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Opinion

UP police present the first FIR according to the ordinance against forced religious conversions

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Hours after Uttar Pradesh Governor Anandiben Patel passed a state-enacted ordinance against forced and dishonest conversions, police registered the first case against a Muslim in Bareilly district on Saturday night, senior officials said. .

Avinash Chandra, Additional Managing Director (ADG), Bareilly Area, confirmed that the first information report, or FIR, was recorded at the Devraniya Police Station in Bareilly. He said a Hindu from Sharifnagar village accused a Muslim of increasing pressure on his daughter to convert her to Islam.

It said the author alleged that the Muslim has known his daughter since her college days and that he has been molesting the woman and her family members for the past few months.

The FIR, a copy of which is in HT’s possession, said the defendant made abusive comments and threatened the family with dire consequences as he faced opposition to his advances for the religious conversion of the woman.

Another Bareilly police official said the woman and the defendant are from the same town, they are not married, and the incident has affected community harmony in the town. He said that the defendant has been booked under sections 504 of the Indian Penal Code (IPC) (for insulting a person) and 506 (for criminal intimidation), and section 3/5 of the Ordinance Prohibiting Illegal Conversion of Uttar Pradesh Religion, 2020, which went into effect on Saturday. The defendant is on the run.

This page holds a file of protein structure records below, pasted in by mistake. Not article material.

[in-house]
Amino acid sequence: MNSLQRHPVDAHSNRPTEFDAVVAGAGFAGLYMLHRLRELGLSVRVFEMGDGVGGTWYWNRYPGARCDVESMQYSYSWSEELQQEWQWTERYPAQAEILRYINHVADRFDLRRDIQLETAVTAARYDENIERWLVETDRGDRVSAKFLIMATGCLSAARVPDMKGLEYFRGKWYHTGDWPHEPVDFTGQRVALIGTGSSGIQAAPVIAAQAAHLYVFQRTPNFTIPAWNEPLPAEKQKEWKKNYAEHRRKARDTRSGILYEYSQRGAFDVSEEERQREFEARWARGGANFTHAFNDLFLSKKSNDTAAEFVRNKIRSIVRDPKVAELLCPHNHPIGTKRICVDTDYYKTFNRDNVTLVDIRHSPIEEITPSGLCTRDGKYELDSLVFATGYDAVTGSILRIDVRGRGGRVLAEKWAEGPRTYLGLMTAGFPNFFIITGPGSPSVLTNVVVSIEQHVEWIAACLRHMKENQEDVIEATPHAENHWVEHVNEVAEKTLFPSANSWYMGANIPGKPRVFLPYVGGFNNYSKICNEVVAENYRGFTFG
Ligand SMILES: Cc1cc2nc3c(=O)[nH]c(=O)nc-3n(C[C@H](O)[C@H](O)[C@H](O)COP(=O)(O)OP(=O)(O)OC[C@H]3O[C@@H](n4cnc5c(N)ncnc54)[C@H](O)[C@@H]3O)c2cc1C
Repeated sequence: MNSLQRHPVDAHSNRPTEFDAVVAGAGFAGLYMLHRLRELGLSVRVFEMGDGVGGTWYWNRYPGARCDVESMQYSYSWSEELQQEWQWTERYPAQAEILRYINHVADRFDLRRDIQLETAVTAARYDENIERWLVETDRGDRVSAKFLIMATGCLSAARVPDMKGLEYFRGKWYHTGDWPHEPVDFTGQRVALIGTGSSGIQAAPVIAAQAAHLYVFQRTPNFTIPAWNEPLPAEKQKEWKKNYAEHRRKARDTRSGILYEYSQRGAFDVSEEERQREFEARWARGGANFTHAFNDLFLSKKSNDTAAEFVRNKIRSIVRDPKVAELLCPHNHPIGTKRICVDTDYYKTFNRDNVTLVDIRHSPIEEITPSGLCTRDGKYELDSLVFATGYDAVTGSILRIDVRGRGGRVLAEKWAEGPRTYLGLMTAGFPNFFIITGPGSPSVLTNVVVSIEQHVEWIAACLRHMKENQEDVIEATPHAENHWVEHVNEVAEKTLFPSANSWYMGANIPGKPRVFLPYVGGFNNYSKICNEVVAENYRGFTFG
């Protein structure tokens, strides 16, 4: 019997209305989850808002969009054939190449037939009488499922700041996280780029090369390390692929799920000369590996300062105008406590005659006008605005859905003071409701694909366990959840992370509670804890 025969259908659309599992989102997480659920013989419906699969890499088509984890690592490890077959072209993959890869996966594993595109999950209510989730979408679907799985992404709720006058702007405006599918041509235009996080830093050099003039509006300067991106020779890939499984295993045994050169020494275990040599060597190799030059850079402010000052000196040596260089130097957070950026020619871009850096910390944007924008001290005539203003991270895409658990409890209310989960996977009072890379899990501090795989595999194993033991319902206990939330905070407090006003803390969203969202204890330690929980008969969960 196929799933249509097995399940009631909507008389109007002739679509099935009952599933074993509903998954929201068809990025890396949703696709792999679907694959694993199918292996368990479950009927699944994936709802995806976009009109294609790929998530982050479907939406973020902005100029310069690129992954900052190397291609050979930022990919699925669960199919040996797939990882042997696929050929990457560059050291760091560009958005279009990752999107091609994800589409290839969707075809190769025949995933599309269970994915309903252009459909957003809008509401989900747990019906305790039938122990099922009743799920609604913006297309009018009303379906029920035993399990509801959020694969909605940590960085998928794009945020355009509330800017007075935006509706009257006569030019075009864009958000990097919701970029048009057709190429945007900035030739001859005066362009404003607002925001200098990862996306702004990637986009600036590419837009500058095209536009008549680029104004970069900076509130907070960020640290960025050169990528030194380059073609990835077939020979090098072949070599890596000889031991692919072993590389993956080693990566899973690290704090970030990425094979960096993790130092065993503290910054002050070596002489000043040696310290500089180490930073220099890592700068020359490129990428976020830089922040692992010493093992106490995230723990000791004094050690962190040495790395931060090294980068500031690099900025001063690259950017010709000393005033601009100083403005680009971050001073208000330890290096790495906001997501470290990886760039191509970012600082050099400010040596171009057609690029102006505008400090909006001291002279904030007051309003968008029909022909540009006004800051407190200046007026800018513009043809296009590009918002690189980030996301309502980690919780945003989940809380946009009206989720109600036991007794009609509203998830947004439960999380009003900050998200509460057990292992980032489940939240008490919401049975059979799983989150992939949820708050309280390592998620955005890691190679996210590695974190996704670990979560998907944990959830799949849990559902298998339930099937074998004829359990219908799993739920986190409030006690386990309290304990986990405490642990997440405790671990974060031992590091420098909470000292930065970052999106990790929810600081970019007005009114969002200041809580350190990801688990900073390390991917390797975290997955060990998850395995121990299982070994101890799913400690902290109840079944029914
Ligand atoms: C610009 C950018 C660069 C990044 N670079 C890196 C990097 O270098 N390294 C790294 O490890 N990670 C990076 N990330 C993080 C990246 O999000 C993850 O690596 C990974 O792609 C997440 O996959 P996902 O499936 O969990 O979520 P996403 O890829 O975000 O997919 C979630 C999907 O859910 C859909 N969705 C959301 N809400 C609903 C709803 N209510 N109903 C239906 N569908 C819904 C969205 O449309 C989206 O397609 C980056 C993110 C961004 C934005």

The ordinance has provisions to verify religious conversions made by “seduction, coercion, force, fraud, or marriage.”

Read also | Massive cycle of religious conversions carried out under the guise of love: Chouhan

The state cabinet passed the law earlier this week, targeting what many right-wing groups call “love jihad,” where Muslim men marry Hindu women with the aim of changing the latter’s religion after marriage. Under the ordinance, marriages in which the intention is to change the woman’s religion will be declared void.

Under the provisions of the new law, the violations have become a recognizable crime and not liable to bail. The new law authorizes parents, siblings or close relatives of aggrieved persons to file an FIR for violation of the provisions of the ordinance. The ordinance provides a prison sentence of up to 10 years in some cases for offenders and treats forced and forced conversions as a non-bail offense.

A government spokesman said that those who violate the provisions can be punished with a prison sentence of one to five years with a fine of no less than 15,000 rupees. In the case of girls, who are minors or belong to registered castes or registered tribes, the prison term will be from two to ten years with a minimum fine of 25,000 rupees. In the event of mass conversion, the law provides for prison terms of three to ten years and a minimum fine of Rs 50,000. It requires the courts to award adequate compensation up to a maximum of Rs 5 lakh payable by the accused to the victim.

Anyone who advises or convinces the other person to commit the crime will also invite punishment. And the burden of proof will fall on the accused.

Original source

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